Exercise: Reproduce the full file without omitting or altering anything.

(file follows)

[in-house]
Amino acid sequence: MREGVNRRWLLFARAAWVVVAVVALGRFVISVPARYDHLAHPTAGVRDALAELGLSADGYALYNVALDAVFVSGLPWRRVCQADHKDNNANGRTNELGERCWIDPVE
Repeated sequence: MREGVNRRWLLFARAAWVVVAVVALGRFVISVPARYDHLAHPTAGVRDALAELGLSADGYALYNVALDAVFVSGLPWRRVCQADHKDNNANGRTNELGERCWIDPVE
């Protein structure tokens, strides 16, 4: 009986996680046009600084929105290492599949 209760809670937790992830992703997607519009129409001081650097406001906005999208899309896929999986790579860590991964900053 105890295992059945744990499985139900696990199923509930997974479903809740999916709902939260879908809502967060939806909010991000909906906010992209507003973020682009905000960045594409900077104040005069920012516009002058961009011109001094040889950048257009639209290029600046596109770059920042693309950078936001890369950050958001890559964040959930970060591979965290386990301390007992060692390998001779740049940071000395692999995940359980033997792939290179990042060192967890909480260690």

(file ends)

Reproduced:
[in-house]
Amino acid sequence: MREGVNRRWLLFARAAWVVVAVVALGRFVISVPARYDHLAHPTAGVRDALAELGLSADGYALYNVALDAVFVSGLPWRRVCQADHKDNNANGRTNELGERCWIDPVE
Repeated sequence: MREGVNRRWLLFARAAWVVVAVVALGRFVISVPARYDHLAHPTAGVRDALAELGLSADGYALYNVALDAVFVSGLPWRRVCQADHKDNNANGRTNELGERCWIDPVE
């Protein structure tokens, strides 16, 4: 009986996680046009600084929105290492599949 209760809670937790992830992703997607519009129409001081650097406001906005999208899309896929999986790579860590991964900053 105890295992059945744990499985139900696990199923509930997974479903809740999916709902939260879908809502967060939806909010991000909906906010992209507003973020682009905000960045594409900077104040005069920012516009002058961009011109001094040889950048257009639209290029600046596109770059920042693309950078936001890369950050958001890559964040959930970060591979965290386990301390007992060692390998001779740049940071000395692999995940359980033997792939290179990042060192967890909480260690």